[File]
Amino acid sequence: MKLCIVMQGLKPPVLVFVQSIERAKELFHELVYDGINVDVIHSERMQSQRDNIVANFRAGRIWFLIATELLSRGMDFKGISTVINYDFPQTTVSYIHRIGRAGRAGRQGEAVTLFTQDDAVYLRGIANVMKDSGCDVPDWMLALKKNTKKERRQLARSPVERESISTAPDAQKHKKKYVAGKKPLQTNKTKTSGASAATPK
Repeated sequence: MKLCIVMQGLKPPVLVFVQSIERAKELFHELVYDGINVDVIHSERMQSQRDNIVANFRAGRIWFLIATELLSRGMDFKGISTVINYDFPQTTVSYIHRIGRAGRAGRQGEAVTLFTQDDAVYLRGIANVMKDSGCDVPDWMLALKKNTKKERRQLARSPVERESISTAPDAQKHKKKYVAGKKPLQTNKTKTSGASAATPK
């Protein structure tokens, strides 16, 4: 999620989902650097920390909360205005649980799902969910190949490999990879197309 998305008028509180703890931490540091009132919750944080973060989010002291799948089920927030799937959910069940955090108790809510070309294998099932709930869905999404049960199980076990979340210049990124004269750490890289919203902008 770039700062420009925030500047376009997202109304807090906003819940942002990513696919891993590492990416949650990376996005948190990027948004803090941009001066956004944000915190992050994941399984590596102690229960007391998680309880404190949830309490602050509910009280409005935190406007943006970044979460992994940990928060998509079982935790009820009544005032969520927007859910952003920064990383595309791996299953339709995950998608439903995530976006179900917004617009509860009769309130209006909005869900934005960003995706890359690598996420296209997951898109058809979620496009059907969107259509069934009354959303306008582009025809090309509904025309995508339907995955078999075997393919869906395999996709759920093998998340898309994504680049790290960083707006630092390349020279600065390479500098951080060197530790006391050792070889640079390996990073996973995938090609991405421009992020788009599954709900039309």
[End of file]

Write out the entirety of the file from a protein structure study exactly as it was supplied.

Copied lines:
Amino acid sequence: MKLCIVMQGLKPPVLVFVQSIERAKELFHELVYDGINVDVIHSERMQSQRDNIVANFRAGRIWFLIATELLSRGMDFKGISTVINYDFPQTTVSYIHRIGRAGRAGRQGEAVTLFTQDDAVYLRGIANVMKDSGCDVPDWMLALKKNTKKERRQLARSPVERESISTAPDAQKHKKKYVAGKKPLQTNKTKTSGASAATPK
Repeated sequence: MKLCIVMQGLKPPVLVFVQSIERAKELFHELVYDGINVDVIHSERMQSQRDNIVANFRAGRIWFLIATELLSRGMDFKGISTVINYDFPQTTVSYIHRIGRAGRAGRQGEAVTLFTQDDAVYLRGIANVMKDSGCDVPDWMLALKKNTKKERRQLARSPVERESISTAPDAQKHKKKYVAGKKPLQTNKTKTSGASAATPK
């Protein structure tokens, strides 16, 4: 999620989902650097920390909360205005649980799902969910190949490999990879197309 998305008028509180703890931490540091009132919750944080973060989010002291799948089920927030799937959910069940955090108790809510070309294998099932709930869905999404049960199980076990979340210049990124004269750490890289919203902008 770039700062420009925030500047376009997202109304807090906003819940942002990513696919891993590492990416949650990376996005948190990027948004803090941009001066956004944000915190992050994941399984590596102690229960007391998680309880404190949830309490602050509910009280409005935190406007943006970044979460992994940990928060998509079982935790009820009544005032969520927007859910952003920064990383595309791996299953339709995950998608439903995530976006179900917004617009509860009769309130209006909005869900934005960003995706890359690598996420296209997951898109058809979620496009059907969107259509069934009354959303306008582009025809090309509904025309995508339907995955078999075997393919869906395999996709759920093998998340898309994504680049790290960083707006630092390349020279600065390479500098951080060197530790006391050792070889640079390996990073996973995938090609991405421009992020788009599954709900039309």